Nieman Foundation at Harvard
HOME
          
LATEST STORY
James Pindell is trying to bring The Boston Globe’s election coverage to everyone by being everywhere
ABOUT                    SUBSCRIBE
May 25, 2012, 12:23 p.m.

Must-see TV for the weekend: Three takes on how we create, spread, and take in information

Three recent talks that challenge how information is evolving.

In the United States, we’re about to start the three-day Memorial Day weekend, which means a little more sun, a few more hot dogs, and a bit more mental space. Don’t let it go to waste! Spend some part of it listening to smart people say smart things!

The Berkman Center for Internet & Society here at Harvard has hosted a spree of folks this month talking about the kinds of subjects we’re interested: how information gets made, how it gets shared, and how it gets consumed. First was James Gleick, talking about the ideas contained in his terrific book The Information: A History, a Theory, a Flood. Then came metaLAB’s Matthew Battles, who brought in his knowledge of the history of knowledge to talk about what it might mean to “go feral” on the Internet. And finally, earlier this week, Mike Ananny of Microsoft and Berkman spoke about the public’s right to hear and how APIs are changing media infrastructure and affecting free speech.

At some point, maybe after that second BBQ burger (extra mustard, please), take a stretch with your iPad or your laptop and have a listen to what these guys have to say. You’ll be smarter for it.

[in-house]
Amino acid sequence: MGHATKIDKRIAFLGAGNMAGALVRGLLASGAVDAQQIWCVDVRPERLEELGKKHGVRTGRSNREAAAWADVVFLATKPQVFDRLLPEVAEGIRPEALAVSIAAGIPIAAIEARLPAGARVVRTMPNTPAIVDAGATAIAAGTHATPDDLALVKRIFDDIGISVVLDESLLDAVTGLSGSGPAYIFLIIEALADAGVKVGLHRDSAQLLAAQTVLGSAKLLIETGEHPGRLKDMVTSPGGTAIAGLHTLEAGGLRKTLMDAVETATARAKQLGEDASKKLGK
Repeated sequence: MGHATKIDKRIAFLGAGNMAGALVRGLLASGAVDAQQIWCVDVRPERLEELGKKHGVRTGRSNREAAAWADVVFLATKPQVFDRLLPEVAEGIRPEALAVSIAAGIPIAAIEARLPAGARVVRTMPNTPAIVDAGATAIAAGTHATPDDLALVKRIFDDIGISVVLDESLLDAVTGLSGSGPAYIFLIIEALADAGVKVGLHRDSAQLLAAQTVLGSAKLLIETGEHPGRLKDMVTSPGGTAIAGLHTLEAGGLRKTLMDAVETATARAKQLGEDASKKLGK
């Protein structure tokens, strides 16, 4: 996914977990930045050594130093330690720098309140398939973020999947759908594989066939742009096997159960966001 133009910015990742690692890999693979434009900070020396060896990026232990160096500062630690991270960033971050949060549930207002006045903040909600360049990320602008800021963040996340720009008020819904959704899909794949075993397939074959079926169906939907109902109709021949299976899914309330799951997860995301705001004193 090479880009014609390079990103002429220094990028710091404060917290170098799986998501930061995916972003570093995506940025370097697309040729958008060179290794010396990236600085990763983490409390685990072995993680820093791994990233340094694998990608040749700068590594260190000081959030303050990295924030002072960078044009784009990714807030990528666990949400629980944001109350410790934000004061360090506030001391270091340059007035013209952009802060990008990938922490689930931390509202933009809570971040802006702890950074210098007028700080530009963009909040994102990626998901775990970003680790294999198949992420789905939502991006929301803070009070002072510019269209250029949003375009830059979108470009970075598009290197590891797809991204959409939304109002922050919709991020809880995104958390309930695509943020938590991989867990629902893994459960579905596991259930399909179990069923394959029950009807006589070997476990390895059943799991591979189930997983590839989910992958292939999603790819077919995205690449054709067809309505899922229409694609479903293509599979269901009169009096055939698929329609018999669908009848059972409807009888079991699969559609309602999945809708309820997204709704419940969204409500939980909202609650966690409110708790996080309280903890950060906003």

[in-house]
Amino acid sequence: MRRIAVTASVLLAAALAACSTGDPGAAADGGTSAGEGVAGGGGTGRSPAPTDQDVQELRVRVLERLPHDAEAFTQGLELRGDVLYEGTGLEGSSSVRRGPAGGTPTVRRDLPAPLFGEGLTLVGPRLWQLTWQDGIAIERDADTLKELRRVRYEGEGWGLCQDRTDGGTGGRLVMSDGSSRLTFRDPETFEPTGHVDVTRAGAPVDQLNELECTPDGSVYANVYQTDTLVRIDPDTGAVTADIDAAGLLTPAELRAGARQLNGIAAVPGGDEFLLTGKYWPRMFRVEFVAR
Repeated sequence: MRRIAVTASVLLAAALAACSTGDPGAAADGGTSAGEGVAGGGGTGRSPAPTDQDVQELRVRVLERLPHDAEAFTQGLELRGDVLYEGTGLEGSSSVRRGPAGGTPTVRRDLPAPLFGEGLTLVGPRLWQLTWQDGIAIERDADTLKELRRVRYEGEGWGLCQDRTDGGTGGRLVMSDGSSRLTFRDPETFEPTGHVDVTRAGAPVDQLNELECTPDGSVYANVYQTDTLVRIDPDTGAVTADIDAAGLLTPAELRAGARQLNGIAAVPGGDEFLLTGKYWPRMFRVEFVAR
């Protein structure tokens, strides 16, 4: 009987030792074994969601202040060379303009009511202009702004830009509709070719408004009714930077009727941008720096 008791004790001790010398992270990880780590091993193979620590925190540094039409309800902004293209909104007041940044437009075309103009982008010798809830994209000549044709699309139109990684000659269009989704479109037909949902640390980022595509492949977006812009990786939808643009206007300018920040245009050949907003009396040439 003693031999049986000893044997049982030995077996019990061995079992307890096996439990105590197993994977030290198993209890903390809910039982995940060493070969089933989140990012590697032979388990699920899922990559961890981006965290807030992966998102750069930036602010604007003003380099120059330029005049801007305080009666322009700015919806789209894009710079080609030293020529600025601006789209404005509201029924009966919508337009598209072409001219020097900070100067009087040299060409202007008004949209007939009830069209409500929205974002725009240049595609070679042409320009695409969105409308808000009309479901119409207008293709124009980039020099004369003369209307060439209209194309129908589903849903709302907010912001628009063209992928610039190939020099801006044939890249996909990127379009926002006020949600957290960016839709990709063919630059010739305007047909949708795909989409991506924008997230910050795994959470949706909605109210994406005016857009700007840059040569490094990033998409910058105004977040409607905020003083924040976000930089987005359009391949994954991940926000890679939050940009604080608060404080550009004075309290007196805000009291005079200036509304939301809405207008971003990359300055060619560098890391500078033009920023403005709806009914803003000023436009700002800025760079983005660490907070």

James Gleick / The Information: A History, a Theory, a Flood

James Gleick is a native New Yorker and a graduate of Harvard and the author of a half-dozen books on science, technology, and culture. His latest bestseller, translated into 20 languages, is The Information: A History, a Theory, a Flood, which the NY Times called “ambitious, illuminating, and sexily theoretical.” Whatever they meant by that. They also said “Don’t make the mistake of reading it quickly.”

Matthew Battles / Going Feral on the Net: the Qualities of Survival in a Wild, Wired World

How do we balance the empowering possibilities of the networked public sphere with the dark, unsettling, and even dangerous energies of cyberspace? Matthew Battles blends a deep-historical perspective on the internet with storytelling that reaches into its weird, uncanny depths. It’s a hybrid approach, reflecting the web’s way of landing us in a feral state—the predicament of a domestic creature forced to live by its imperfectly-rekindled instincts in a world where it is never entirely at home. The feral is a metaphor—and maybe more than just a metaphor—for thriving in cyberspace, a habitat that changes too rapidly for anyone truly to be native. This talk will weave critical and reflective discussion of online experience with a short story from Battles’ new collection, The Sovereignties of Invention.

Mike Ananny / A Public Right to Hear and Press Freedom in an Age of Networked Journalism